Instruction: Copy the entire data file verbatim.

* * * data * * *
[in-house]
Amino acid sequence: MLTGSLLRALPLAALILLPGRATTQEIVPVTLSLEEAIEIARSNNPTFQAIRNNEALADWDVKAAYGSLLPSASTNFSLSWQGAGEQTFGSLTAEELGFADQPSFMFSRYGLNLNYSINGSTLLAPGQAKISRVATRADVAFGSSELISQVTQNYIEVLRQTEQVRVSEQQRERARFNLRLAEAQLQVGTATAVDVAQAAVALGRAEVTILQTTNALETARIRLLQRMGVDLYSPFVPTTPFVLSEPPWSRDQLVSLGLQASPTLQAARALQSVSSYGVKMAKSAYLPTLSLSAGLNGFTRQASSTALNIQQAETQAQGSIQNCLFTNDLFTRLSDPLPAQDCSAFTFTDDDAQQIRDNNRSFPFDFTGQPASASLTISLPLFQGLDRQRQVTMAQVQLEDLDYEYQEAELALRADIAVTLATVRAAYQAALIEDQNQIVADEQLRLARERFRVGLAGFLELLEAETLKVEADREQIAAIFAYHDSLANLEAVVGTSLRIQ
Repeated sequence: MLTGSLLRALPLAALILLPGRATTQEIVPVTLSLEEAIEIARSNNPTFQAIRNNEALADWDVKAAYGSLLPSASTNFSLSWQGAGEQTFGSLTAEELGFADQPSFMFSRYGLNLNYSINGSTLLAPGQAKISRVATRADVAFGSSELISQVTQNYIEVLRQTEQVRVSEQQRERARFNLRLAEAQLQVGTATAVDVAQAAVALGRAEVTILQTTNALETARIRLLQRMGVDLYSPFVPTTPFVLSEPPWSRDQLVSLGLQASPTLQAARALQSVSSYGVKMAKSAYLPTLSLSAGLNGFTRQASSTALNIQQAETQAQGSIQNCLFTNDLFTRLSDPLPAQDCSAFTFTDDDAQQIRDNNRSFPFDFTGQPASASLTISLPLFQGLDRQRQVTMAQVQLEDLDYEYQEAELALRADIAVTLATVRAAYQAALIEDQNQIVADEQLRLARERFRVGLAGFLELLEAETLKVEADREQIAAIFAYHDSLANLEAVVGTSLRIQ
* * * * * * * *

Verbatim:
[in-house]
Amino acid sequence: MLTGSLLRALPLAALILLPGRATTQEIVPVTLSLEEAIEIARSNNPTFQAIRNNEALADWDVKAAYGSLLPSASTNFSLSWQGAGEQTFGSLTAEELGFADQPSFMFSRYGLNLNYSINGSTLLAPGQAKISRVATRADVAFGSSELISQVTQNYIEVLRQTEQVRVSEQQRERARFNLRLAEAQLQVGTATAVDVAQAAVALGRAEVTILQTTNALETARIRLLQRMGVDLYSPFVPTTPFVLSEPPWSRDQLVSLGLQASPTLQAARALQSVSSYGVKMAKSAYLPTLSLSAGLNGFTRQASSTALNIQQAETQAQGSIQNCLFTNDLFTRLSDPLPAQDCSAFTFTDDDAQQIRDNNRSFPFDFTGQPASASLTISLPLFQGLDRQRQVTMAQVQLEDLDYEYQEAELALRADIAVTLATVRAAYQAALIEDQNQIVADEQLRLARERFRVGLAGFLELLEAETLKVEADREQIAAIFAYHDSLANLEAVVGTSLRIQ
Repeated sequence: MLTGSLLRALPLAALILLPGRATTQEIVPVTLSLEEAIEIARSNNPTFQAIRNNEALADWDVKAAYGSLLPSASTNFSLSWQGAGEQTFGSLTAEELGFADQPSFMFSRYGLNLNYSINGSTLLAPGQAKISRVATRADVAFGSSELISQVTQNYIEVLRQTEQVRVSEQQRERARFNLRLAEAQLQVGTATAVDVAQAAVALGRAEVTILQTTNALETARIRLLQRMGVDLYSPFVPTTPFVLSEPPWSRDQLVSLGLQASPTLQAARALQSVSSYGVKMAKSAYLPTLSLSAGLNGFTRQASSTALNIQQAETQAQGSIQNCLFTNDLFTRLSDPLPAQDCSAFTFTDDDAQQIRDNNRSFPFDFTGQPASASLTISLPLFQGLDRQRQVTMAQVQLEDLDYEYQEAELALRADIAVTLATVRAAYQAALIEDQNQIVADEQLRLARERFRVGLAGFLELLEAETLKVEADREQIAAIFAYHDSLANLEAVVGTSLRIQ